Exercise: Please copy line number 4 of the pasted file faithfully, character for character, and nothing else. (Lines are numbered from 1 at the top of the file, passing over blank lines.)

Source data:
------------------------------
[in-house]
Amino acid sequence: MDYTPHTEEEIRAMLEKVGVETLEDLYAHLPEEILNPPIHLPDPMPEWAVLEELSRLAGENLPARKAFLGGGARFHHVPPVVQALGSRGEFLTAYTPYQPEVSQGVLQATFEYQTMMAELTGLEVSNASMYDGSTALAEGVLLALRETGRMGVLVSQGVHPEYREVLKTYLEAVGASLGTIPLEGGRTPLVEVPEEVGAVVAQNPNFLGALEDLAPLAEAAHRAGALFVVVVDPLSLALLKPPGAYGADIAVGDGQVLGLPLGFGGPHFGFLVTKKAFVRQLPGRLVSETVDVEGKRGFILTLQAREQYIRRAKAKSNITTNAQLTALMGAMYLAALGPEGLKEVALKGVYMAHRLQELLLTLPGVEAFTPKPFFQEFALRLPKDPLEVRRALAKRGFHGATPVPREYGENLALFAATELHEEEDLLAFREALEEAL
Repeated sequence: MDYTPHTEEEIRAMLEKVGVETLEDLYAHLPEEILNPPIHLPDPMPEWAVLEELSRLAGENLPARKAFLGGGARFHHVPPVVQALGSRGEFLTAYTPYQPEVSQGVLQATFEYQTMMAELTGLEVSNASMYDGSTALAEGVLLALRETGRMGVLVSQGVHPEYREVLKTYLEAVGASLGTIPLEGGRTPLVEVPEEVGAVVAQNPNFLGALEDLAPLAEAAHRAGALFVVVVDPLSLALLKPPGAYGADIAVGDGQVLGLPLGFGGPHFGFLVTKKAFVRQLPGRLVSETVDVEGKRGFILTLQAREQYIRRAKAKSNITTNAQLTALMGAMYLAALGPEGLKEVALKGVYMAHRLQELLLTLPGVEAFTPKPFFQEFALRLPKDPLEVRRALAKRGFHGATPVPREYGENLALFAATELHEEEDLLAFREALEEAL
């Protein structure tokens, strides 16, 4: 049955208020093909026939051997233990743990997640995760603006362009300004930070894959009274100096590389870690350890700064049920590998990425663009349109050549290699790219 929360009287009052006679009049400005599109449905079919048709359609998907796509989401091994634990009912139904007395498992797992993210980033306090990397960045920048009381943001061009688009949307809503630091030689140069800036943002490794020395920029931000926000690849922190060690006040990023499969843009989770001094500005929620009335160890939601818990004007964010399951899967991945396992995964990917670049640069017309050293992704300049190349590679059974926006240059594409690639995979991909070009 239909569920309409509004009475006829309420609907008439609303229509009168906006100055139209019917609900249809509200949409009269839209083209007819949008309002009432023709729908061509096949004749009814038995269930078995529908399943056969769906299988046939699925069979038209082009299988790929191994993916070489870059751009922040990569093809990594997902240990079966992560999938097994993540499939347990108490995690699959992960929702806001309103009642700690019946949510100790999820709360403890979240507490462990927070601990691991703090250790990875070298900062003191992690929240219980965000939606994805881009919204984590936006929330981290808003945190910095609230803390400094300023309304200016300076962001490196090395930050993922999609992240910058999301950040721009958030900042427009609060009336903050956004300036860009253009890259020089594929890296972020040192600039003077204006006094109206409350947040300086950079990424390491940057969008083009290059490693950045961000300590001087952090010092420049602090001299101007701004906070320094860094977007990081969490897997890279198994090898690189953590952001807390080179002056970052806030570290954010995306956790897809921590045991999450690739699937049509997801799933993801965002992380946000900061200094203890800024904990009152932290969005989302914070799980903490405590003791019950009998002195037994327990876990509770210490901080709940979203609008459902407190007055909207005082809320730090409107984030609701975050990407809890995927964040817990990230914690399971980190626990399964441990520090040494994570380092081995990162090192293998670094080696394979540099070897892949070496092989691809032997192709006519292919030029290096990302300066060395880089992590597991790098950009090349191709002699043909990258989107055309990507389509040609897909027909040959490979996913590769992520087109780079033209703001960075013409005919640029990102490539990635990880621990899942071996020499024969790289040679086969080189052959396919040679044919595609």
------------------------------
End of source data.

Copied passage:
């Protein structure tokens, strides 16, 4: 049955208020093909026939051997233990743990997640995760603006362009300004930070894959009274100096590389870690350890700064049920590998990425663009349109050549290699790219 929360009287009052006679009049400005599109449905079919048709359609998907796509989401091994634990009912139904007395498992797992993210980033306090990397960045920048009381943001061009688009949307809503630091030689140069800036943002490794020395920029931000926000690849922190060690006040990023499969843009989770001094500005929620009335160890939601818990004007964010399951899967991945396992995964990917670049640069017309050293992704300049190349590679059974926006240059594409690639995979991909070009 239909569920309409509004009475006829309420609907008439609303229509009168906006100055139209019917609900249809509200949409009269839209083209007819949008309002009432023709729908061509096949004749009814038995269930078995529908399943056969769906299988046939699925069979038209082009299988790929191994993916070489870059751009922040990569093809990594997902240990079966992560999938097994993540499939347990108490995690699959992960929702806001309103009642700690019946949510100790999820709360403890979240507490462990927070601990691991703090250790990875070298900062003191992690929240219980965000939606994805881009919204984590936006929330981290808003945190910095609230803390400094300023309304200016300076962001490196090395930050993922999609992240910058999301950040721009958030900042427009609060009336903050956004300036860009253009890259020089594929890296972020040192600039003077204006006094109206409350947040300086950079990424390491940057969008083009290059490693950045961000300590001087952090010092420049602090001299101007701004906070320094860094977007990081969490897997890279198994090898690189953590952001807390080179002056970052806030570290954010995306956790897809921590045991999450690739699937049509997801799933993801965002992380946000900061200094203890800024904990009152932290969005989302914070799980903490405590003791019950009998002195037994327990876990509770210490901080709940979203609008459902407190007055909207005082809320730090409107984030609701975050990407809890995927964040817990990230914690399971980190626990399964441990520090040494994570380092081995990162090192293998670094080696394979540099070897892949070496092989691809032997192709006519292919030029290096990302300066060395880089992590597991790098950009090349191709002699043909990258989107055309990507389509040609897909027909040959490979996913590769992520087109780079033209703001960075013409005919640029990102490539990635990880621990899942071996020499024969790289040679086969080189052959396919040679044919595609």